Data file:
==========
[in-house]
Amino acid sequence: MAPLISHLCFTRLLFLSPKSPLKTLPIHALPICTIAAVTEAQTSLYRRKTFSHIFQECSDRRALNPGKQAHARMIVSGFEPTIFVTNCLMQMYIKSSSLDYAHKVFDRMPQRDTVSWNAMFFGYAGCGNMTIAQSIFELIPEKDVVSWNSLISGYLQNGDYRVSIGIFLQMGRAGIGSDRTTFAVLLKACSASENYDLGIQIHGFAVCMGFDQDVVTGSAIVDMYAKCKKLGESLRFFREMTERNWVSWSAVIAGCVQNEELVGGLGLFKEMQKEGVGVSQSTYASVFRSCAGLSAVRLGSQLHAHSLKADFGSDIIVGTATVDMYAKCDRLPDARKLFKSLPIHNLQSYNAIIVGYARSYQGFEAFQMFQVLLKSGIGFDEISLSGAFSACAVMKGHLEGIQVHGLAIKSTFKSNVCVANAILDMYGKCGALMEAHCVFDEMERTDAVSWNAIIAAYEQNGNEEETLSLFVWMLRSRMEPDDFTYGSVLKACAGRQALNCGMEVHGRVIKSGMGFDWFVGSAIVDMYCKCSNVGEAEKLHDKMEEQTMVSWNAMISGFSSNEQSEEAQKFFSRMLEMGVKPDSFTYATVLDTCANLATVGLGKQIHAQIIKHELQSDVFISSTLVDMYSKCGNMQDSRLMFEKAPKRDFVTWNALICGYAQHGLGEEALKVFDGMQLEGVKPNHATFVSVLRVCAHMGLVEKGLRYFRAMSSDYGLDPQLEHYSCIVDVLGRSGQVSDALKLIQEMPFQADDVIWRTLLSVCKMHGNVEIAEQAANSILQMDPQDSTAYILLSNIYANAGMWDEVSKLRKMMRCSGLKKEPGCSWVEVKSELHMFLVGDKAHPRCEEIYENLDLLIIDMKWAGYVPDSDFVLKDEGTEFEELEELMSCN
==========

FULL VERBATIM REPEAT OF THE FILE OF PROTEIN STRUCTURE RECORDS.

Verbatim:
[in-house]
Amino acid sequence: MAPLISHLCFTRLLFLSPKSPLKTLPIHALPICTIAAVTEAQTSLYRRKTFSHIFQECSDRRALNPGKQAHARMIVSGFEPTIFVTNCLMQMYIKSSSLDYAHKVFDRMPQRDTVSWNAMFFGYAGCGNMTIAQSIFELIPEKDVVSWNSLISGYLQNGDYRVSIGIFLQMGRAGIGSDRTTFAVLLKACSASENYDLGIQIHGFAVCMGFDQDVVTGSAIVDMYAKCKKLGESLRFFREMTERNWVSWSAVIAGCVQNEELVGGLGLFKEMQKEGVGVSQSTYASVFRSCAGLSAVRLGSQLHAHSLKADFGSDIIVGTATVDMYAKCDRLPDARKLFKSLPIHNLQSYNAIIVGYARSYQGFEAFQMFQVLLKSGIGFDEISLSGAFSACAVMKGHLEGIQVHGLAIKSTFKSNVCVANAILDMYGKCGALMEAHCVFDEMERTDAVSWNAIIAAYEQNGNEEETLSLFVWMLRSRMEPDDFTYGSVLKACAGRQALNCGMEVHGRVIKSGMGFDWFVGSAIVDMYCKCSNVGEAEKLHDKMEEQTMVSWNAMISGFSSNEQSEEAQKFFSRMLEMGVKPDSFTYATVLDTCANLATVGLGKQIHAQIIKHELQSDVFISSTLVDMYSKCGNMQDSRLMFEKAPKRDFVTWNALICGYAQHGLGEEALKVFDGMQLEGVKPNHATFVSVLRVCAHMGLVEKGLRYFRAMSSDYGLDPQLEHYSCIVDVLGRSGQVSDALKLIQEMPFQADDVIWRTLLSVCKMHGNVEIAEQAANSILQMDPQDSTAYILLSNIYANAGMWDEVSKLRKMMRCSGLKKEPGCSWVEVKSELHMFLVGDKAHPRCEEIYENLDLLIIDMKWAGYVPDSDFVLKDEGTEFEELEELMSCN